Coffee also contains diterpenes, which are toxic to insects like mosquitoes (another reason coffee is magical). To use coffee grinds as a pest control method, sprinkle them around the areas where you notice slugs and snails. The caffeine acts as a natural repellent and deterrent, making them less likely to venture into your garden.
For mosquito control, you can create a natural insecticide spray using coffee.
- Start by boiling a pot of water and adding a few tablespoons of coffee grounds.
- Let the mixture steep for a while, then strain it into a spray bottle.
- Spray this solution around outdoor areas where mosquitoes tend to gather, such as around stagnant water or near plants.
Using coffee grinds as a pest control method is an eco-friendly and affordable option that not only helps keep pests away but also provides added benefits to the soil.
The grinds act as an organic fertilizer, releasing nitrogen and other nutrients into the soil as they break down.
So, next time you brew your morning cup of coffee, don’t throw away the used grounds. Instead, put them to good use in your garden as a natural pest control method.
Pro tip: You can also burn used, dry coffee grounds in a fire-safe bowl (kind of like incense) and it acts as a natural outdoor bug repellent!
Can Old Grounds Act As a Weed Killer?
Yes! Coffee’s allelopathy can work for you as an effective natural weed killer.
Yep, that’s right: Generously apply old grounds on young weeds or seeds for the best results.
But be careful because you can kill nearby plants if you’re too heavy-handed applying grinds to weeds. Try using coffee grinds on weeds in isolated areas like your driveway—not in the middle of your garden.
To use coffee grounds as a weed killer, here’s what you can do:
- Collect used coffee grounds: Instead of throwing away your coffee grounds, save them in a container until you have enough to use as a weed killer.
- Identify the target weeds: Select the weeds that you want to eliminate. It’s best to focus on young weeds or areas with weed seeds.
- Apply the coffee grounds: Generously sprinkle the used coffee grounds over the weeds or weed-prone areas. Make sure to cover the weeds thoroughly.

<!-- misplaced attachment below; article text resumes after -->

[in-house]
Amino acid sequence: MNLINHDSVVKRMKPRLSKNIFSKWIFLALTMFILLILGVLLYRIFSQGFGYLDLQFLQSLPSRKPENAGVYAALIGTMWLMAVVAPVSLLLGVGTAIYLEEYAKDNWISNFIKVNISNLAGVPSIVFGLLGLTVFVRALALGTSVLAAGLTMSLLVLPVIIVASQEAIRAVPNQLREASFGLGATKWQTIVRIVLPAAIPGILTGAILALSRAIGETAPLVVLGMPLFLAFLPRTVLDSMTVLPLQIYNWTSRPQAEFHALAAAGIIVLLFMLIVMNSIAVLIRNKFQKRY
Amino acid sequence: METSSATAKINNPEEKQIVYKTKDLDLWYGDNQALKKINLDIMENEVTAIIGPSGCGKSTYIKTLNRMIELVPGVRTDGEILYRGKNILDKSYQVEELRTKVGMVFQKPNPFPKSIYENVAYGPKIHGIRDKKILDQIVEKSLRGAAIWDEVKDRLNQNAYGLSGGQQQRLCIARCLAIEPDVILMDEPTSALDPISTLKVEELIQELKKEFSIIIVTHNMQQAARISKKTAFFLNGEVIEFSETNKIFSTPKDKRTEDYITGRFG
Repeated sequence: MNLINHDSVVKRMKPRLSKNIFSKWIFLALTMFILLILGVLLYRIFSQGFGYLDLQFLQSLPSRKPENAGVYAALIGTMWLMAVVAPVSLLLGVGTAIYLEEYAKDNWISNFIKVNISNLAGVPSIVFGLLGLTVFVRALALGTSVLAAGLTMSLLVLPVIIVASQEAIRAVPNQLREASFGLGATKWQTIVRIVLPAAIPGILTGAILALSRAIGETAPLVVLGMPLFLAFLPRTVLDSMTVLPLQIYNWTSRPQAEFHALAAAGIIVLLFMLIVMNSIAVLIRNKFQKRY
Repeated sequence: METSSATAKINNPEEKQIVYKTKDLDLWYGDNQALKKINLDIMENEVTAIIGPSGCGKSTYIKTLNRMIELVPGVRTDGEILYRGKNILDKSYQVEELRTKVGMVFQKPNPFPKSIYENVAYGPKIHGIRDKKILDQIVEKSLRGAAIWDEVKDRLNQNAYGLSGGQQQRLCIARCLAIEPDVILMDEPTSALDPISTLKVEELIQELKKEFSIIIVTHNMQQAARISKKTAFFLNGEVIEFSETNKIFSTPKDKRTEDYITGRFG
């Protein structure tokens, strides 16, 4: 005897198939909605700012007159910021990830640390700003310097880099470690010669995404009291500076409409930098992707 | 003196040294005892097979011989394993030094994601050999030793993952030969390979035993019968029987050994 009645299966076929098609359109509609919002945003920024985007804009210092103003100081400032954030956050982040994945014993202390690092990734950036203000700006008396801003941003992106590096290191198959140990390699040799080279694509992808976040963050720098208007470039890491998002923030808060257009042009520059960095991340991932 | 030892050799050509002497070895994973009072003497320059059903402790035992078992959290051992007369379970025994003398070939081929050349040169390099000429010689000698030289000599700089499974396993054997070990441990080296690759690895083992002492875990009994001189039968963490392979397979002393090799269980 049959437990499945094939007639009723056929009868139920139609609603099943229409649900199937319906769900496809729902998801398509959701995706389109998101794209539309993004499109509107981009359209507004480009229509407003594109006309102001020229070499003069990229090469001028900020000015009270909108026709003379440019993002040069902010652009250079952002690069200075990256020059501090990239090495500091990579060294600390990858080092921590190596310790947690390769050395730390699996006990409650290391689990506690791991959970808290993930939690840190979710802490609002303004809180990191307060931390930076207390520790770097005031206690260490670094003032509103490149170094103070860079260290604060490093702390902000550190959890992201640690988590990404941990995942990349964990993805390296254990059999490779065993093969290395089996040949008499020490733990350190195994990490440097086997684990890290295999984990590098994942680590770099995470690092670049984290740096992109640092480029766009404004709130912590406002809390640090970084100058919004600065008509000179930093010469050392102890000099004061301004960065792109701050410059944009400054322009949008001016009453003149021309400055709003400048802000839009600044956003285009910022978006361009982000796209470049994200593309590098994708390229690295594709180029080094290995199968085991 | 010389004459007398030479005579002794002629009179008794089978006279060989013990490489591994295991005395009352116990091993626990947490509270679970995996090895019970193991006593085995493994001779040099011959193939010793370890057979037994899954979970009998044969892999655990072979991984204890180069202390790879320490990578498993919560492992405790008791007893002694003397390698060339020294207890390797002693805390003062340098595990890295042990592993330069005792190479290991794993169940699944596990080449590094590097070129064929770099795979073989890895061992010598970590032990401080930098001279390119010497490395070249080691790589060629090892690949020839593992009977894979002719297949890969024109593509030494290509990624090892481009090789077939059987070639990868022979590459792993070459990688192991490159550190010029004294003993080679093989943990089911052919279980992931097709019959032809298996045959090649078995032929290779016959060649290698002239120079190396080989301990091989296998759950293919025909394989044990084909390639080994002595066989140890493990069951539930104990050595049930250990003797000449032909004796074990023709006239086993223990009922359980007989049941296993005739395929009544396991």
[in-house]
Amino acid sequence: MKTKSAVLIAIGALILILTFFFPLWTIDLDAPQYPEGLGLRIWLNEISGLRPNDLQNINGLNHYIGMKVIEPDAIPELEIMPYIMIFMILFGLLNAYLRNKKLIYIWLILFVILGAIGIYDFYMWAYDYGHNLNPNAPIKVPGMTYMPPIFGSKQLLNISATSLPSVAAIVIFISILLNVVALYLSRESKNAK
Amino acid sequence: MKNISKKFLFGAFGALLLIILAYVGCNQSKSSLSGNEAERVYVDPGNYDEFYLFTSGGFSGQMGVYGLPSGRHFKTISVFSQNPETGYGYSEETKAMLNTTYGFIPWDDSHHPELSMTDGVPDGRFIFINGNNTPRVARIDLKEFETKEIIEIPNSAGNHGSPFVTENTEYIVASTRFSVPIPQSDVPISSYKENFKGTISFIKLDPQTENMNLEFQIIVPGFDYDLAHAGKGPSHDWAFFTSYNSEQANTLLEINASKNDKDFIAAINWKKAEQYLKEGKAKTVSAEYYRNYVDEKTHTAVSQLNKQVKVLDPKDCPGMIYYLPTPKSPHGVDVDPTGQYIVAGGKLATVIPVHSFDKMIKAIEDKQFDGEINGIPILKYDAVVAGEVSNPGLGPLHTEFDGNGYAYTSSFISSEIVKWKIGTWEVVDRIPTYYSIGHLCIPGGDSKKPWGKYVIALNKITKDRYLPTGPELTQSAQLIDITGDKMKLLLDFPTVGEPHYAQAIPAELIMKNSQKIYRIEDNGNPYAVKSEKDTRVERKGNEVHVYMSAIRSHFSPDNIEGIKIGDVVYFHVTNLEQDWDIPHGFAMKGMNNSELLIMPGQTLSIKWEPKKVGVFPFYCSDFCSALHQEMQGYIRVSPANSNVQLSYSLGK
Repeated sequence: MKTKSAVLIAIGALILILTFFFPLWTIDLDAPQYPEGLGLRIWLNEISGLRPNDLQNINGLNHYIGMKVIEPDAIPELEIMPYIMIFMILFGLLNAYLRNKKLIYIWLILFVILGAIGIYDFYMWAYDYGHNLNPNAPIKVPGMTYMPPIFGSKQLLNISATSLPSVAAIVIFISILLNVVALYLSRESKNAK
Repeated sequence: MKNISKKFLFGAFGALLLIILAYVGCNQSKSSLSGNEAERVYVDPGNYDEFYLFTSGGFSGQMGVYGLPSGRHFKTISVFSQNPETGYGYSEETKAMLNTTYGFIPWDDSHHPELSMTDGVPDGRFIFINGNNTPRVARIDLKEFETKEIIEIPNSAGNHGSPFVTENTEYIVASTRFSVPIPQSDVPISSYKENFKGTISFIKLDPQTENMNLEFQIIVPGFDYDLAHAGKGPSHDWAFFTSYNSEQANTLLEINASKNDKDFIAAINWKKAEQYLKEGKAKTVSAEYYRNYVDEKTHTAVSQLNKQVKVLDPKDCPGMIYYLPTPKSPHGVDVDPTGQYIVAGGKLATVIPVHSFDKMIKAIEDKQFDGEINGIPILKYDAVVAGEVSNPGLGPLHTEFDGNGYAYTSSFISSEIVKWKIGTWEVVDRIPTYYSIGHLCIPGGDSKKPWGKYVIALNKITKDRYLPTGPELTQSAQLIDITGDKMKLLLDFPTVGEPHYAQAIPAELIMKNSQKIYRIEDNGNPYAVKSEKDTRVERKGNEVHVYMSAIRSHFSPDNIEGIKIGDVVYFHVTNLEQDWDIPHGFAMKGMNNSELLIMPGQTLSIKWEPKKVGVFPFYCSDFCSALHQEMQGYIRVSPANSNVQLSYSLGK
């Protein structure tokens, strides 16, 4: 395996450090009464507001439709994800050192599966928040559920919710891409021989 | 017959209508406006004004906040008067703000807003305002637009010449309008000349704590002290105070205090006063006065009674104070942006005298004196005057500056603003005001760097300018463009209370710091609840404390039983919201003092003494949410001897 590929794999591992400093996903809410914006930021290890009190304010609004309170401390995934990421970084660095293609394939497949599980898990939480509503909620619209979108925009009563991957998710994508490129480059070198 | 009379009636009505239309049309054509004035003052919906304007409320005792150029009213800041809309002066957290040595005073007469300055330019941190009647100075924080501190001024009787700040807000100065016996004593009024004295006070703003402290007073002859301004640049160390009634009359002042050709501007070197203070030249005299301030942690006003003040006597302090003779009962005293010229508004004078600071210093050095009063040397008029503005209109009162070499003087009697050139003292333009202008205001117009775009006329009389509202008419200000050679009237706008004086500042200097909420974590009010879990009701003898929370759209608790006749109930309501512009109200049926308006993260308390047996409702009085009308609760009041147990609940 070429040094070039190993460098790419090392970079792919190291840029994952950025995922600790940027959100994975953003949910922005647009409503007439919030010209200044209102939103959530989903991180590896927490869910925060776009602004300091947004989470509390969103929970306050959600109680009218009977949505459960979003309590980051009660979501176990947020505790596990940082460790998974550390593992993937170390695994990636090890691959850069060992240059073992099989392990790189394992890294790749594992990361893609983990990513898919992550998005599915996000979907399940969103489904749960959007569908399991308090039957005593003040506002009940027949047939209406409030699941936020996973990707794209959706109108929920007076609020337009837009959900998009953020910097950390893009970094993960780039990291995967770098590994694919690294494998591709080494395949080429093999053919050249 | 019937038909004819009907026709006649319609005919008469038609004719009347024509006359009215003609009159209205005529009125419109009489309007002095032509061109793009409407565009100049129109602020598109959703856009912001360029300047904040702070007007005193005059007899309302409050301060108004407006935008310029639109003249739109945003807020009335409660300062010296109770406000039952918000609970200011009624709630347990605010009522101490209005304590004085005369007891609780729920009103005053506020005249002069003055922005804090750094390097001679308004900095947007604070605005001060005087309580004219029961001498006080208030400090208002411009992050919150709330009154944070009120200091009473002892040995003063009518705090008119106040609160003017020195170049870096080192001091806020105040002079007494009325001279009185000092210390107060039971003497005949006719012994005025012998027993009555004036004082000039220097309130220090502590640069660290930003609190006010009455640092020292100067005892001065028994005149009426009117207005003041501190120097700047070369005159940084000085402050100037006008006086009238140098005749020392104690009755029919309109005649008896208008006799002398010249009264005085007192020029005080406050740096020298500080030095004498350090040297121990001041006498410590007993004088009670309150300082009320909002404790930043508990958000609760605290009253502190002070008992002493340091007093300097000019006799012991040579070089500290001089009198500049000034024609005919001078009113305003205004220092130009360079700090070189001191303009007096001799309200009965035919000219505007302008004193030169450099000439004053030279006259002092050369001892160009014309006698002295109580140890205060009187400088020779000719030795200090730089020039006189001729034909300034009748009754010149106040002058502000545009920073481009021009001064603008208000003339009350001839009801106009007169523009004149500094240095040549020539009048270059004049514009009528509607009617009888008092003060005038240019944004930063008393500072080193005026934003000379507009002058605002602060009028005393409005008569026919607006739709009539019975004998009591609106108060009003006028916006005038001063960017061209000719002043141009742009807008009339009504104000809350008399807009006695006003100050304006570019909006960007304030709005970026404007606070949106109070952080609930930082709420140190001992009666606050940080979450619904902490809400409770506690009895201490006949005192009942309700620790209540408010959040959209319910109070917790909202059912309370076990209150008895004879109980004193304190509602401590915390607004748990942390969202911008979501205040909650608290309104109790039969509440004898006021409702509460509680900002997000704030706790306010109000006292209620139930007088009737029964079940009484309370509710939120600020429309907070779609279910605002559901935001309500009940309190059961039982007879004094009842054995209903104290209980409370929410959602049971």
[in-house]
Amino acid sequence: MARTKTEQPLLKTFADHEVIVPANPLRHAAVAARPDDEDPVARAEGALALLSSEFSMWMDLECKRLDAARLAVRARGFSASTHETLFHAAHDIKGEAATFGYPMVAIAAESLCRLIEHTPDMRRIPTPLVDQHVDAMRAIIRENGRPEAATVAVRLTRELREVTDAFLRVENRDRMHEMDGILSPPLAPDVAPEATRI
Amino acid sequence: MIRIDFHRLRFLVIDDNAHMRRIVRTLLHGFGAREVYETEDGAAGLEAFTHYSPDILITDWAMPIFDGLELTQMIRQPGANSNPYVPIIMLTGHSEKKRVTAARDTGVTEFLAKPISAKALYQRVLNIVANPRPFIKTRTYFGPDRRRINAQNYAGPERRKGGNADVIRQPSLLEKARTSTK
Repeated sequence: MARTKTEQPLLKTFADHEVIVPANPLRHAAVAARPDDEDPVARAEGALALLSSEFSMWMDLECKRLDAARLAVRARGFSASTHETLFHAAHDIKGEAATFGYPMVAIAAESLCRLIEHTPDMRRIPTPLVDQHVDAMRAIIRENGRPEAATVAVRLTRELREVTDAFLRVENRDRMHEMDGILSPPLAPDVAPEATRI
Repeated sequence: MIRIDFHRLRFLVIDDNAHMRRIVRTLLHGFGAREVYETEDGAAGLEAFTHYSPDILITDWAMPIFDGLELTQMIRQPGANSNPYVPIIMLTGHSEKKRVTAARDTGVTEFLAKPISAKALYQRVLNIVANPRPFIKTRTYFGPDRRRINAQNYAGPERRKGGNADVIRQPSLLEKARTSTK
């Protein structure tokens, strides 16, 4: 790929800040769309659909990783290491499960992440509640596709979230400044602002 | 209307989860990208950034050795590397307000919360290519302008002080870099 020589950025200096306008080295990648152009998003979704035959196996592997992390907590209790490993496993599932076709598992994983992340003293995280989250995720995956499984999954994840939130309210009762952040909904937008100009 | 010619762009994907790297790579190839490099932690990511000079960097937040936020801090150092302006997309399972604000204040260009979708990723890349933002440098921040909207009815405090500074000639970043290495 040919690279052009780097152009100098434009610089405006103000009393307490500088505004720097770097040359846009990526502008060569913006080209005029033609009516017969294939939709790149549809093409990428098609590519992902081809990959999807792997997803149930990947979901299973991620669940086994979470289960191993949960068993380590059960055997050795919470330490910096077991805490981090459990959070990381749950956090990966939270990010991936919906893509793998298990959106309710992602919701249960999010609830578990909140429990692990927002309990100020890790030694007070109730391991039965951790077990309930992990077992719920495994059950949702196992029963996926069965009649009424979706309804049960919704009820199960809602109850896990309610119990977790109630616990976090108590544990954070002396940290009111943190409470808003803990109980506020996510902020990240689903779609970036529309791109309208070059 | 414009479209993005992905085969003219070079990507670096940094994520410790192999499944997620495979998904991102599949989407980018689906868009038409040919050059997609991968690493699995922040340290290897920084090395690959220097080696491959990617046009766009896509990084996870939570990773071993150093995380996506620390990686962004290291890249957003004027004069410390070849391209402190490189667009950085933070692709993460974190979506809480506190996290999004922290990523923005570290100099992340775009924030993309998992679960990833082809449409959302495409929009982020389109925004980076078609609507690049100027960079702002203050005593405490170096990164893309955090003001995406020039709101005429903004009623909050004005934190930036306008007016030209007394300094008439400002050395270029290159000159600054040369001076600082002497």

- Be cautious about nearby plants: Keep in mind that coffee grounds can also inhibit the growth of desired plants. Avoid applying coffee grounds near plants you want to keep or in the middle of your garden. Use it primarily on isolated areas like driveways or walkways where you want to control weed growth.
- Follow up if necessary: Coffee grounds may not provide instant results and may require repeated applications for stubborn weeds.
- Monitor the effectiveness, and if needed, reapply the coffee grounds.
It’s important to note that coffee grounds alone may not completely eradicate all types of weeds. They are more effective in preventing weed growth and acting as a preventive measure.
For tougher or persistent weeds, you may need to combine coffee grounds with other natural weed control methods. Always use caution and follow proper disposal methods for coffee grounds, as excessive amounts can alter soil pH or nutrient levels.
Whether you make coffee at home every day or don’t drink it yourself, coffee grounds are a beloved presence in long-time gardeners’ toolkits.
Yet, it’s important to know about using coffee grounds because adding too many or in the wrong way can do more harm than good.
The best way to stimulate plant growth with coffee is by composting used grounds.
Mix used grounds into your compost pile. Then fertilize your garden with compost instead of putting coffee on top of your soil.
This reduces the risk of caffeine in coffee inhibiting other plant growth, which remains a risk if you’re scattering coffee grounds on the soil or using leftover diluted coffee around the plants.
Happy brewing and composting!
Coffee Grounds in Gardens – FAQs
Where to find coffee grinds for free?
In that case, check out your local coffee shops and ask if they have a ground removal schedule. Often, cafes donate bags of used coffee grounds to their community garden or give them out to locals who ask.
Starbucks also has a program called Grounds for Your Garden that you can check out. You’ll need to see if locations in your area are part of the program since it is on a case-by-case basis and not chain-wide.
If you’re friendly with your neighbors, you can always pop by and ask for theirs, too.